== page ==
Over the years the results of this terrible accident have presented Sonya with a number of moral challenges and choices. Should she allow Gus to have risky surgeries? Should she tell him how he got burned, that it was Candace who wasn’t watching him? Should she talk to Candace about what happened? Should she let Gus go to burn camp, where he will be with other children who are burned and perhaps then see himself as somehow disabled, or a “burn survivor”? Should she make him wear the therapeutic masks and mouthpiece that he hates, though they may help to reduce scarring? When should she insist that he wear them, and when should she allow him to take them off? Should she be angry and blame Candace, or Mary and Doreen, who were all present when the accident happened? Should she blame herself?
While some of these practical and moral problems have required clear decisions that result in action, befitting the dominant notion of willing, these decisions have come only after significant re-orientation of her emotions. She has had to struggle internally to make these decisions from a place of strength, from a “hopeful” place. Further, many of these moral dilemmas have no obvious action counterpart. Instead, they speak to Sonya’s internal struggle to envision her world in what she deems the right, or most moral, way.
In Western philosophy, the moment-of-choice model of willing has often been portrayed as a moment of freedom, an existentialist leap of “free choice.”6 Iris Murdoch challenges this picture in several ways. She offers a counter example, where one decides to fall out of love with someone, which illustrates the first two features of moral willing—as a matter of orientation rather than moral choice, and as directed toward internal work rather than observable acts. “Where strong emotions of sexual love…are concerned, ‘pure will’ can usually achieve little. It is small use telling oneself, ‘Stop being in love….”7 Willing is connected to a kind of emotion work in which one sets out to change oneself. As Murdoch notes, the commonly pictured “neo-Kantian existentialist ‘will’” is a “principle of pure movement,” a kind of leap in which one adopts one course of action rather than others. Such a conception is singularly unhelpful in describing what it is like for us to change. In thinking about how one faces the task of something like falling out of love, what she proposes instead is that a notion of willing be tied to something like learning, or what she terms “orientation.” Willing so conceived is a matter of learning to shift attention, to re-orient, to re-envision and re-imagine.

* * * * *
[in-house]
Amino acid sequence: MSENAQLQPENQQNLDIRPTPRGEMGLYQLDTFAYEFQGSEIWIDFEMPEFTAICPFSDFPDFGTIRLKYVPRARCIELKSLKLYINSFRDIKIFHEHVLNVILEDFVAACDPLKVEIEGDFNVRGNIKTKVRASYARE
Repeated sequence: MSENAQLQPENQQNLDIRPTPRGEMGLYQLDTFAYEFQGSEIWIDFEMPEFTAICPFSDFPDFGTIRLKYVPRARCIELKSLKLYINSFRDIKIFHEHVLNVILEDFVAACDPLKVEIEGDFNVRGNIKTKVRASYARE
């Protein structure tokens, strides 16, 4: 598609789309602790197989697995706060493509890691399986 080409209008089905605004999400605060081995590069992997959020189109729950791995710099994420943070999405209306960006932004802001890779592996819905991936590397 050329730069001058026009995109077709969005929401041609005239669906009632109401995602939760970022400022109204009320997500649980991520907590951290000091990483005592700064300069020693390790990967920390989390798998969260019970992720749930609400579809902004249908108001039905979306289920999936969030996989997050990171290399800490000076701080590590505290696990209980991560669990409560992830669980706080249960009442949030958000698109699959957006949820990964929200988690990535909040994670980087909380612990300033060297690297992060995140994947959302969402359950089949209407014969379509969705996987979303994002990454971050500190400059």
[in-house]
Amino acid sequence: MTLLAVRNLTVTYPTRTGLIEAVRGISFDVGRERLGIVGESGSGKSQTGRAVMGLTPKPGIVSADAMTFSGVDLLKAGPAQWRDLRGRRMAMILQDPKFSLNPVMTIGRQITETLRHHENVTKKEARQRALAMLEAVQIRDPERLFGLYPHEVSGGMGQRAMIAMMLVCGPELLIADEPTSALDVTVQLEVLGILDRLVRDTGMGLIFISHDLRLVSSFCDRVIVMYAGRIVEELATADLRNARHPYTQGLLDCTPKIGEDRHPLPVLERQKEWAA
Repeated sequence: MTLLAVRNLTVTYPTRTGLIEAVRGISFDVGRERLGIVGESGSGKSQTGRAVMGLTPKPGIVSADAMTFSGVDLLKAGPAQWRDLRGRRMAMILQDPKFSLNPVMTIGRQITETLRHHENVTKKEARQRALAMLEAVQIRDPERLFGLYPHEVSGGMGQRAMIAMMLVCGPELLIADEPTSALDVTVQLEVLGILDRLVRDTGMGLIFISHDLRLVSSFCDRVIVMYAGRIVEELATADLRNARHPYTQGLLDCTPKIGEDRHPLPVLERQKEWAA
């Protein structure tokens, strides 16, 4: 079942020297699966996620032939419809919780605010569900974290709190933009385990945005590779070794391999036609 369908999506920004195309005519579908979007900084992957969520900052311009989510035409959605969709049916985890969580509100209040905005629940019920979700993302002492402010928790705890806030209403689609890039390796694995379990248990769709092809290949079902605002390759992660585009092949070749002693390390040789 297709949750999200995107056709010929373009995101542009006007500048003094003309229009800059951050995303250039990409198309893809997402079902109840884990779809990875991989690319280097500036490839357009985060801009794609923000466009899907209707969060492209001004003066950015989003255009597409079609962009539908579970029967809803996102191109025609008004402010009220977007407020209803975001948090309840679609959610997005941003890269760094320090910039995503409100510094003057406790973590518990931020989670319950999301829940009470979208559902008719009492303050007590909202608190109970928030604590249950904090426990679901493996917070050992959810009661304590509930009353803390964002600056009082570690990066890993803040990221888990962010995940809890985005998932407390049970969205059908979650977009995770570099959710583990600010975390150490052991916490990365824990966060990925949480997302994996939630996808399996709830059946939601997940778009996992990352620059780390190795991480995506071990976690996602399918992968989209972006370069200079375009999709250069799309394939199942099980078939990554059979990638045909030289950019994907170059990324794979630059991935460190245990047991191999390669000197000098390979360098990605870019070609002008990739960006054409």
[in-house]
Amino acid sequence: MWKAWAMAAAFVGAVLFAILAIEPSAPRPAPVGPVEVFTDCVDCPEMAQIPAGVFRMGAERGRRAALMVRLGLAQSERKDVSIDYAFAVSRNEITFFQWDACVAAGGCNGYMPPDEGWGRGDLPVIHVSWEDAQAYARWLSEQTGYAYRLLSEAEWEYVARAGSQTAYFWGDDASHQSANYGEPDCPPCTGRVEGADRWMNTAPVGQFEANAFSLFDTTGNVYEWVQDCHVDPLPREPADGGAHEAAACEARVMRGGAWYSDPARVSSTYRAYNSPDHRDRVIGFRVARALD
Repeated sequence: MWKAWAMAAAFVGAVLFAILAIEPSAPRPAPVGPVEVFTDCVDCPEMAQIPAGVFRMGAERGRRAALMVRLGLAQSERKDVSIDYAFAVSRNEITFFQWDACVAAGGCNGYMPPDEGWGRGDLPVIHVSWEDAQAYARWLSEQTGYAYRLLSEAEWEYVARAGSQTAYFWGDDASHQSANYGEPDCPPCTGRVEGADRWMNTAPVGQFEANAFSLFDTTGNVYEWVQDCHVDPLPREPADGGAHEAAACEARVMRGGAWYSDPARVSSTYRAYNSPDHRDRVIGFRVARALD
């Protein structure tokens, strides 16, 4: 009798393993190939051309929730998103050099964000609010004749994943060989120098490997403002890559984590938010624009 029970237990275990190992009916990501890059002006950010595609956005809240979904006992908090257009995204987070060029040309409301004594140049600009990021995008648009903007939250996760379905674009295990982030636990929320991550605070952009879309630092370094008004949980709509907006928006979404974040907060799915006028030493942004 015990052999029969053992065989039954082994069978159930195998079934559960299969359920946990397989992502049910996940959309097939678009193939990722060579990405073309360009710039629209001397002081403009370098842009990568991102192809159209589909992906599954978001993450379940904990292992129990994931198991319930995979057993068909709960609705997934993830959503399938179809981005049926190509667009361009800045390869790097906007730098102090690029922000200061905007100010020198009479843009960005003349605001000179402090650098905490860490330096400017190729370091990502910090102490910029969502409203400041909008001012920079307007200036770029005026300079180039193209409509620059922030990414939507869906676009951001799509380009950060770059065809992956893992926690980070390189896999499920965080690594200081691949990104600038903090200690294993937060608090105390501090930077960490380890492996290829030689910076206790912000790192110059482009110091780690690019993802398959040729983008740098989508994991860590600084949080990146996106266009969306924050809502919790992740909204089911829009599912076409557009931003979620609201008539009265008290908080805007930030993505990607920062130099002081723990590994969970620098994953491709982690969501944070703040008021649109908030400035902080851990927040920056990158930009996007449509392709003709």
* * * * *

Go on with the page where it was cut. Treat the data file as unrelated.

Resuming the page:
How does this work in the case of Sonya? Occasionally she speaks in a language of clear moral choice that results in action. For instance, she has decided she will never tell Gus how the accident happened because she does not want him to blame his cousin who should have been watching out for him. “He don’t know how he got burned and I vowed to never tell him that…because I don’t ever want it to be, ‘you did this to me.’” But such instances of discrete choices are rare. Situations that demand decisions must often be faced gradually, through both discussion with friends and family and heartfelt self-reflection. She describes in detail, for example, the agony she faced in agreeing that her son should have his initial surgery, a horror that never quite went away in later surgeries. “They [clinicians] told me all the bad things that could possibly happen. Like he could lose consciousness and die. You know, because we’re paralyzing his body from the neck down with medicines…. They tell me that…his throat could swell while in surgery and cause him to lose his breath.” Sonya herself had to fight the paralysis that comes with fear at these terrible possibilities: “I’m dealing with the idea that he got burned, and know that I have to deal with the fact that they might come out of this room and tell me that my son died.”